MS judges use networked PowerBooks, says eye-witness
Not so IT illiterate after all, apparently...
There may well be a US market for a who's sued who Christmas book, considering the amount of crossover we're seeing in the Home of the Litigant. MS trial star David Boies in now busy Napstering, while Judge's Jackson's erstwhile helper Lawrence Lessig has been involved in the appeal in Eldred v. Reno, in the very court where Microsoft's appeal will be going ahead, Real Soon Now.
The appeals court judges, as we reported earlier, will be getting some basic instruction in IT next month. But it turns out we may not be talking tyros after all here. In a post to Openlaw Eldred v. Reno discussion group list Eric Eldred says of his most recent outing to the court that "there might be reason to hope for intelligent appeals court judges who can well understand technology and the law. Certainly they were not intimidated by technology nor the Internet, they even made jokes about it (including Gore's supposed invention), and they asked penetrating questions - we can hope for some respect for our technical judgments."
But wait for the punchline: "The same court will be taking Microsoft v DOJ soon. One curious technical observer sitting in the front row noticed that Judge Ginsburg and the three law clerks all used Apple PowerBooks on a network that allowed them to send messages back and forth while the arguments went on. Sounds like MSFT will have a road to hoe there."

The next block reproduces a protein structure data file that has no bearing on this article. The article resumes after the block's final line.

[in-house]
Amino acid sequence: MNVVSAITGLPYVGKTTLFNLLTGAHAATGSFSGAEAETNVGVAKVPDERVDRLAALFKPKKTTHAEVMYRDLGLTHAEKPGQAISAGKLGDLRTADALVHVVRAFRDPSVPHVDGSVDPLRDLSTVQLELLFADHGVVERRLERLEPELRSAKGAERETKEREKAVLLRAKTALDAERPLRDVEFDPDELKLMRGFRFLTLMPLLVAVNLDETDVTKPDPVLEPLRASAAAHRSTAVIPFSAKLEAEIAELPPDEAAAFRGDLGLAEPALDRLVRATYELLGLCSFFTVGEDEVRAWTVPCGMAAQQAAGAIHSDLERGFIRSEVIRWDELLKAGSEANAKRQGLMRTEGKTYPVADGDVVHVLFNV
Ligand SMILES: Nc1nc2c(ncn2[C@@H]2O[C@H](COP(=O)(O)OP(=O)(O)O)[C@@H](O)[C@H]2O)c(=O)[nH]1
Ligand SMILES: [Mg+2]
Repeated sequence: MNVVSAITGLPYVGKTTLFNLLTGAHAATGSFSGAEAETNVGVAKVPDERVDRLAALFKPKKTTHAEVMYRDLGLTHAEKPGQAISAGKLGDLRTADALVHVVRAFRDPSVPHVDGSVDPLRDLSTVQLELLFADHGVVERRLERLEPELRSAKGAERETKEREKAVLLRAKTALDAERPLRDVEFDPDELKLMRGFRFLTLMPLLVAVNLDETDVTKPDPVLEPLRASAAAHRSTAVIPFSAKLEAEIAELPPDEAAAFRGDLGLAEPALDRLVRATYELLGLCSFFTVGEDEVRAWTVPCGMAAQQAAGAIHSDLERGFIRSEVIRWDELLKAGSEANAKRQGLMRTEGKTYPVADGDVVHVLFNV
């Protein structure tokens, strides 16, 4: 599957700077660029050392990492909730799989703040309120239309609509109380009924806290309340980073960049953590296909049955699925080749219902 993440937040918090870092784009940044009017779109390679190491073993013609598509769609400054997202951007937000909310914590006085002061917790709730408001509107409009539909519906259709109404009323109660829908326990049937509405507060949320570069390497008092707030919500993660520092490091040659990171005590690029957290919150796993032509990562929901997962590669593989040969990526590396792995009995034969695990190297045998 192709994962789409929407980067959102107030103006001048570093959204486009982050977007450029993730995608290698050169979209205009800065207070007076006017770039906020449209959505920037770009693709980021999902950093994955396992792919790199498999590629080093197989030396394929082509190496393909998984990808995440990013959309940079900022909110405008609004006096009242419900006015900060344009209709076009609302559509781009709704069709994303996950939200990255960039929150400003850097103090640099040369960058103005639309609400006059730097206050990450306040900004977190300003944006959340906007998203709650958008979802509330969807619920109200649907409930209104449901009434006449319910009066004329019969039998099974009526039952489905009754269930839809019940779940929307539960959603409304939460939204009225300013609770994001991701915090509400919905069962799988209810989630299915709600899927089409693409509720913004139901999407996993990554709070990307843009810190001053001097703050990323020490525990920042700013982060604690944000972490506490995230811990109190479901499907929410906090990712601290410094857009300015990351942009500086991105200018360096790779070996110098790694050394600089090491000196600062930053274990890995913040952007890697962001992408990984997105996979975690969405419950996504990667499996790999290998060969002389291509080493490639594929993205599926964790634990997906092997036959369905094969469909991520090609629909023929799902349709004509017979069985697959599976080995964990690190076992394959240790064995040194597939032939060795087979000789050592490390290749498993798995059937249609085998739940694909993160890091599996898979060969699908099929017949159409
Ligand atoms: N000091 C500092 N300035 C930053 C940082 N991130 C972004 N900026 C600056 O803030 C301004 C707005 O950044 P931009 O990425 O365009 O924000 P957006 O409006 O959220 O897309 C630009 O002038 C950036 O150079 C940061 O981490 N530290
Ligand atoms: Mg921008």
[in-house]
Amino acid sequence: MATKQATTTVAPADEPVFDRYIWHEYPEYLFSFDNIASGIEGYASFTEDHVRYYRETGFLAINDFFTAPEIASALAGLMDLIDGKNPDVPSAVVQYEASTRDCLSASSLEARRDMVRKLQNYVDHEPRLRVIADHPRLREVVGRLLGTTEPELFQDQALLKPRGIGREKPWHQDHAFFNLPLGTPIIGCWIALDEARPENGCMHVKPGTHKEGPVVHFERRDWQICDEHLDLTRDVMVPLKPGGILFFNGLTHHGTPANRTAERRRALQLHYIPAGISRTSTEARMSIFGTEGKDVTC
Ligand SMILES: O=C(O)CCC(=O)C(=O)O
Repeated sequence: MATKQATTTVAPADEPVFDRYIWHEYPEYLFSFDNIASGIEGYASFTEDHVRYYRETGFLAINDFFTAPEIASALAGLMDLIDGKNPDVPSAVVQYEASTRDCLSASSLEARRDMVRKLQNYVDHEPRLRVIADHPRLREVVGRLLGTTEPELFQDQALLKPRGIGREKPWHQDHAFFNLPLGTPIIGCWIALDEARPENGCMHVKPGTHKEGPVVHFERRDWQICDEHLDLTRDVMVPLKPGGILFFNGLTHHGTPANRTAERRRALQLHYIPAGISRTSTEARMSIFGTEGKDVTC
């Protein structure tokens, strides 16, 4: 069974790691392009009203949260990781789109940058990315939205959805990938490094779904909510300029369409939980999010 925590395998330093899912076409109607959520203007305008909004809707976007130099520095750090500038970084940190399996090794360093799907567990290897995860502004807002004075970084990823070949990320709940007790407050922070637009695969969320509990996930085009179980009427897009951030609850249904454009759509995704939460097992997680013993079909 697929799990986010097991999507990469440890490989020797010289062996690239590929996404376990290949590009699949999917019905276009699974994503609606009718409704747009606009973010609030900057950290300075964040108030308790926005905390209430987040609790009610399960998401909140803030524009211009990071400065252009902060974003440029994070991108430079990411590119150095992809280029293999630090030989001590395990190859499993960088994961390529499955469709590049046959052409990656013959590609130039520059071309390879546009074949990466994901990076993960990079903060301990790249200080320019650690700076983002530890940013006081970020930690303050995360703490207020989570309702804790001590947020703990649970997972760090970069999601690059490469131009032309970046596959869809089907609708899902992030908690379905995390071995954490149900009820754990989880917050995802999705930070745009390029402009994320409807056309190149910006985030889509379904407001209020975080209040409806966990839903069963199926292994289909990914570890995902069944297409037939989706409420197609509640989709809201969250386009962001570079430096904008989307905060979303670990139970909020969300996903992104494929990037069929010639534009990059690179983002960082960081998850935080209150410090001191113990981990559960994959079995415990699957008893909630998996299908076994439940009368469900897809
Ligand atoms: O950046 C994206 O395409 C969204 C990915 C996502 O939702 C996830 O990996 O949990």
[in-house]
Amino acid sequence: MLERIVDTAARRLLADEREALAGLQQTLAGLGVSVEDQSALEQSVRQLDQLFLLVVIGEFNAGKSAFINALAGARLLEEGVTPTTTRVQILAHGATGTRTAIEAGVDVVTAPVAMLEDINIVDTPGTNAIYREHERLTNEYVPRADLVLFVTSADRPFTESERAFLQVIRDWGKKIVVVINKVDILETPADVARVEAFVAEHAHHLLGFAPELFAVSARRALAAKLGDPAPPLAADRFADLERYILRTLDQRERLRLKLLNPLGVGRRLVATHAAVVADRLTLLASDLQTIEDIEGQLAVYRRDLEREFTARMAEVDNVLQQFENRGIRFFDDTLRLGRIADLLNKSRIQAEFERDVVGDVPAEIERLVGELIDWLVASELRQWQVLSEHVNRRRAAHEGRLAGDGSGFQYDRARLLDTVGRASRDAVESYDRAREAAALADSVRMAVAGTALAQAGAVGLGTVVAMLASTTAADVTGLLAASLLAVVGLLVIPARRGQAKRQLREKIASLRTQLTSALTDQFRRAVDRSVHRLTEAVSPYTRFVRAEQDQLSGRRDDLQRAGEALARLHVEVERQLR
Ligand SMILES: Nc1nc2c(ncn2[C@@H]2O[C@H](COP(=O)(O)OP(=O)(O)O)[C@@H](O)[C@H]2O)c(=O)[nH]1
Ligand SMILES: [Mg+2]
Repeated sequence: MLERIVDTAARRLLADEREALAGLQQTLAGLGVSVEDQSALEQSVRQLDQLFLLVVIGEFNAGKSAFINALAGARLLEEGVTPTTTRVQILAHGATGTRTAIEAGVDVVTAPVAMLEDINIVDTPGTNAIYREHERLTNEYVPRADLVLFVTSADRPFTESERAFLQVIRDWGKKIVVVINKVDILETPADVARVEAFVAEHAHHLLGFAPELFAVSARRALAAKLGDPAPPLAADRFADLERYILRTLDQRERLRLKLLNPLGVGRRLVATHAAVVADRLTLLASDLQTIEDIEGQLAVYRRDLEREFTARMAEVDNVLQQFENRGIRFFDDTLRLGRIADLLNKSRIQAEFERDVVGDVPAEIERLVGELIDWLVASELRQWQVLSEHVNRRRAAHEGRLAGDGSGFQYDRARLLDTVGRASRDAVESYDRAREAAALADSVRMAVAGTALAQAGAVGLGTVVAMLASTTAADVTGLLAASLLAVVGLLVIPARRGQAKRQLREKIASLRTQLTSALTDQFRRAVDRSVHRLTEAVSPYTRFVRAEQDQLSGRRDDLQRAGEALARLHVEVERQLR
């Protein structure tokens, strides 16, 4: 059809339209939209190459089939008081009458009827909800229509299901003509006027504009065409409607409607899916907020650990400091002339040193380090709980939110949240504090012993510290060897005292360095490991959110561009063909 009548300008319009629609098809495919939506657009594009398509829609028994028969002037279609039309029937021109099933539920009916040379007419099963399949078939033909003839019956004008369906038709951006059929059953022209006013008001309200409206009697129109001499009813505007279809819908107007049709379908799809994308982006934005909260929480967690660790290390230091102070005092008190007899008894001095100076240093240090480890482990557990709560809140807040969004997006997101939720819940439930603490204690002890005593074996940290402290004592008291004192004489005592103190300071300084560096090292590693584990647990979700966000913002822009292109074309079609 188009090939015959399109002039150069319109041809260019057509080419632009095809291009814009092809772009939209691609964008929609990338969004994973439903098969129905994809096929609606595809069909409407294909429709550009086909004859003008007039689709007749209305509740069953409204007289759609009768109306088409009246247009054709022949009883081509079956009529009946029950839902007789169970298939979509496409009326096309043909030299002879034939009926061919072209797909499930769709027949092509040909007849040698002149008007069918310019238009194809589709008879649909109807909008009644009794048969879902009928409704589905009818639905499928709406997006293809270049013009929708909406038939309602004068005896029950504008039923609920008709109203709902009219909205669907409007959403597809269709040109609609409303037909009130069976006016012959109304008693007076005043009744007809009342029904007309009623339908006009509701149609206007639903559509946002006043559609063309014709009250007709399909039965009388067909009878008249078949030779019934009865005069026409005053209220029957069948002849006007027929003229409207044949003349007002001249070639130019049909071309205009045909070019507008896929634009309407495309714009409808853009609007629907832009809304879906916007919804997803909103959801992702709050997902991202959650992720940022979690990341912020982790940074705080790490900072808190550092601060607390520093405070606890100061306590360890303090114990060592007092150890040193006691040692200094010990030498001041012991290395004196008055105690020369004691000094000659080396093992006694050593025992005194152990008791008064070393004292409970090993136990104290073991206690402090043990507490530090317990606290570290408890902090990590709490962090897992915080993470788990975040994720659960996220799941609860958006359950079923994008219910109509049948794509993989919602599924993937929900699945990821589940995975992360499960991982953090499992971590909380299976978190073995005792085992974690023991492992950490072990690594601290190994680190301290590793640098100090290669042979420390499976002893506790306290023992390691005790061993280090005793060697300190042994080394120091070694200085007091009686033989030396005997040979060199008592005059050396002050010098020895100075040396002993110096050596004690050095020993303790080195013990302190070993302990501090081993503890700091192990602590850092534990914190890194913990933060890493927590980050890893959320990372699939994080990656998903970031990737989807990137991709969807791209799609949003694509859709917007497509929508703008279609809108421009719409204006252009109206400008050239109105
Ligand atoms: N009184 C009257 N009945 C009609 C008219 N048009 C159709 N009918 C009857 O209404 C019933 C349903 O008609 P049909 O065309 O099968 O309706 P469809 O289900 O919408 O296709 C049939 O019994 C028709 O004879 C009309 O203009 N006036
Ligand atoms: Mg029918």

Eldred v. Reno is an attempt to challenge the US Copyright Term Extension Act (also known as the Sonny Bono Act, after its original sponsor), which extends copyright protection by 20 years, making individual works copyright for life plus 70 years rather than life plus 50. Eldred runs a highly-regarded non-profit site producing electronic editions of works out of copyright, and fell foul of the Act. He and his supporters are particularly objecting to its retrospective nature, among other aspects.
Another interesting character associated with Eldred v. Reno is Mickey Mouse, although his connection with the Microsoft case has not yet been identified. Allegedly the realisation that Mickey would enter the public domain in 2004 prompted Disney chief Michael Eisner's support for CTEA, which now keeps him and a clutch of other Disney assets in-house for a good while longer. ®